Readers of this blog will not be surprised that I am fascinated by weird shit on the side of the road. I mean, I planned an entire vacation around it when I decided to drive Route 66 end to end. One of the spectacles I am most in love with right now are the Muffler Men statues.
Now, you have seen a few of these pictures in previous posts because I included them in the Route 66 posts when I happened upon them while on that vacation. Once I started driving all over Los Angeles looking for more, I knew I was going to write a specific post on the concept, though, and I didn’t want to leave any of them out. That way, should anyone ever want to point back to this post in the future there is a comprehensive set of all of the Muffler Men I have photographed to date in one place. Think of it as the starting point for another one of my silly quests.
So, what are they? This is my brief overview I give at parties, and is in no way to be considered accurate fact, lol. If you want facts, maybe visit the Wikipedia site devoted to them or the magnificent reference site at Roadside America. Back in the 60s, a Venice, CA company by the name of International Fiberglass started making these 18-25 foot tall statues and selling them for advertising. At the time, much of the country was traveled by two lane highways and having a giant statue next to your business would attract people driving by to your place. The molds for the statues were basically the same, and their hands are often positioned to hold something such as a muffler in their hands. (This is part of the appeal for me as I think it is hilarious to see the hands holding something they were clearly not made to hold, such as a hot dog.) Slight alterations to their heads or paint jobs were the real differentiating factor. They are most commonly in the form of lumberjacks, Paul Bunyan, cowboys, generic “Dude” and the Uniroyal Gal. Sometimes they are called mutants when they have been modified beyond the standard molds. Advertising in this way has since gone out of fashion, but many of the Muffler Men can still be spotted, often on their third or fourth owners from when they were originally purchased.
I’d thought I start with showing you the statues I have photographed that are on the Ten Most Famous Muffler Men list. Number one on the list is actually my favorite, because when you think of weird stuff on the side of the road, you naturally think of Paul Bunyan with a chicken head.
Chicken Boy lives on a roof in the Highland Park area of Los Angeles. If you happen to be so lucky as to find street parking, he peers at you through the trees.
Try not to look at that right before you fall asleep. It’s just a tad on the creepy side.
The second Muffler Man on the list is the Gemini Giant, which is outside of Chicago in Wilmington, Illinois, a town along Route 66. The giant is often cited as being the most photographed of all the Muffler Men, which makes sense. I mean, who doesn’t want a photo of a giant in a space suit holding a rocket?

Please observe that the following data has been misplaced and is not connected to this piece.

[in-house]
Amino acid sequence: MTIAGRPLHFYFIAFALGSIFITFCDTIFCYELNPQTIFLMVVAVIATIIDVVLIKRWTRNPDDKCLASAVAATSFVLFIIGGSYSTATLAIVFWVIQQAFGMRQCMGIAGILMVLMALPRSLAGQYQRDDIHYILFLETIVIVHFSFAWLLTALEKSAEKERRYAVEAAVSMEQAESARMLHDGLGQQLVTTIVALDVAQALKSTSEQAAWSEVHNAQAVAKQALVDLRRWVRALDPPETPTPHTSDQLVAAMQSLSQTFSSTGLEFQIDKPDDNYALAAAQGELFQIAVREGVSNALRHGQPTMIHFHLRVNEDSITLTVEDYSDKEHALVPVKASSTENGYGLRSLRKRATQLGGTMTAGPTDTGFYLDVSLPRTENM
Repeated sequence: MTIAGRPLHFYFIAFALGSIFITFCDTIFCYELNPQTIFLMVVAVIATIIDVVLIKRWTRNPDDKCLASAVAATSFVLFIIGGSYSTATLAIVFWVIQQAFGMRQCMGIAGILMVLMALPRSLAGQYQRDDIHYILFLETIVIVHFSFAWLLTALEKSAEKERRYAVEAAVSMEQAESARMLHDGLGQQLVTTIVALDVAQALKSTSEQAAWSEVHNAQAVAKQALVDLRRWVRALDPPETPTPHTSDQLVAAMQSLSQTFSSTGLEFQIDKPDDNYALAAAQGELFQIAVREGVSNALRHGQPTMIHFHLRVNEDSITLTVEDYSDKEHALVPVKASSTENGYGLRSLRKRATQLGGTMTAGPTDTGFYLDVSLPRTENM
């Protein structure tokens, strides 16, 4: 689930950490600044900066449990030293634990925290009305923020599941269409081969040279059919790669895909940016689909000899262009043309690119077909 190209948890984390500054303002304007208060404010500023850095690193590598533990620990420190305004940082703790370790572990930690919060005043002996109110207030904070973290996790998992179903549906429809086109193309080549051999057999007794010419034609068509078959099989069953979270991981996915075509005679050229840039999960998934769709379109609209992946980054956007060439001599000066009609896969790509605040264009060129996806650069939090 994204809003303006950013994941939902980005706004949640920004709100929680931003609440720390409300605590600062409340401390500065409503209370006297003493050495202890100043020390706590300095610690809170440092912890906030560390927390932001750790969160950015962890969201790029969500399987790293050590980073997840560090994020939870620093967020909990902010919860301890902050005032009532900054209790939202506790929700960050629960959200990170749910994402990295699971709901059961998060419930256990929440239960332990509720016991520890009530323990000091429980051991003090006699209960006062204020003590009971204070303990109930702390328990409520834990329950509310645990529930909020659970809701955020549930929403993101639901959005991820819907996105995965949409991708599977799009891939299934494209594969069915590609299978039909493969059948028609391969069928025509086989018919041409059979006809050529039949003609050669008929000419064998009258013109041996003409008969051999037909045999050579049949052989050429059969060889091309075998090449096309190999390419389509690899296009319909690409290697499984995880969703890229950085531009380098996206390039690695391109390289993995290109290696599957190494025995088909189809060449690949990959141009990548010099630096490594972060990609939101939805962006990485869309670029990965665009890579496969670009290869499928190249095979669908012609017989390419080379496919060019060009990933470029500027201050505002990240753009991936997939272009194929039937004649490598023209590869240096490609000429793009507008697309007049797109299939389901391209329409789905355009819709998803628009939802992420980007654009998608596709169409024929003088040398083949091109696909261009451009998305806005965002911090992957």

Isn’t he magnificent?!
I have also been lucky enough to see number three on the list, Tall Paul Bunyan. Tall Paul once used to sling hot dogs for Bunyan’s in Cicero, IL, but has since been moved to Atlanta, IL along Route 66. The day I visited it was raining, which just added to the allure of the big creep!
His hands are so awkward in how he is holding the hot dog! It is really part of his menacing charm. There is a little bit of controversy in categorizing Tall Paul as a Paul Bunyan statue, as people that classify such things feel as if Paul Bunyan must have a beard, but I feel like an exception should be made here given he was originally at a hot dog stand named after him.
The last Muffler Man I have seen from the top ten list is Malibu’s own La Salsa Man. La Salsa Man used to sell hamburgers, but somewhere along the way, he became a mustachioed Latino and his hamburger was split in half to form his Sombrero. His tony, beach side real estate gives him a fabulous view of the California coastline. On the day I visited, his shop appeated to be empty, however, which leaves me a little worried a developer will tear him down to build something else. See the La Salsa Man while you still can.
Although not in the top ten, I have seen several other Muffler Men, as I insist on stopping any time one comes into view. They are all in varying stages of disrepair depending on the owner. This one, on the campus of NAU in Arizona is in great condition.
My other non-California stop also happens to be the only cowboy I have seen to date. This one is known as the 2nd Amendment Cowboy near Cadillac Ranch in Amarillo, Texas. It annoys me they used the statue to make a political statement, but I suppose it was inevitable.
Another personal annoyance is when the statues are displayed in a way where I can’t see their whole body or in situations where the owners have piled on a lot of other kitsch. This Paul Bunyan in Mentone, CA is a perfect example. Where are his legs?! And why does he have both a baseball bat and an inn sign?!
While I would love to know the backstory for each and every Muffler Man, sometimes that is not possible. I do plan to stop and see any I can find while I am on my travels, so hopefully there are more to come. In the meantime, I end this post with the remaining statues in the LA area, of which I can only tell you one more story. The race car driver used to be a golfer at the Dominguez Hills Golf Course. Porsche purchased the land and promptly built a track on it. I was a little worried that the statue would be lost as a result, but Porsche changed his clothes and left him up as a beacon to all those that pass by on the freeway. While I don’t recommend actually pulling over on the freeway to take pictures, sometimes you have no choice and a girl has to do what she has to do in an effort to catch all the Muffler Men.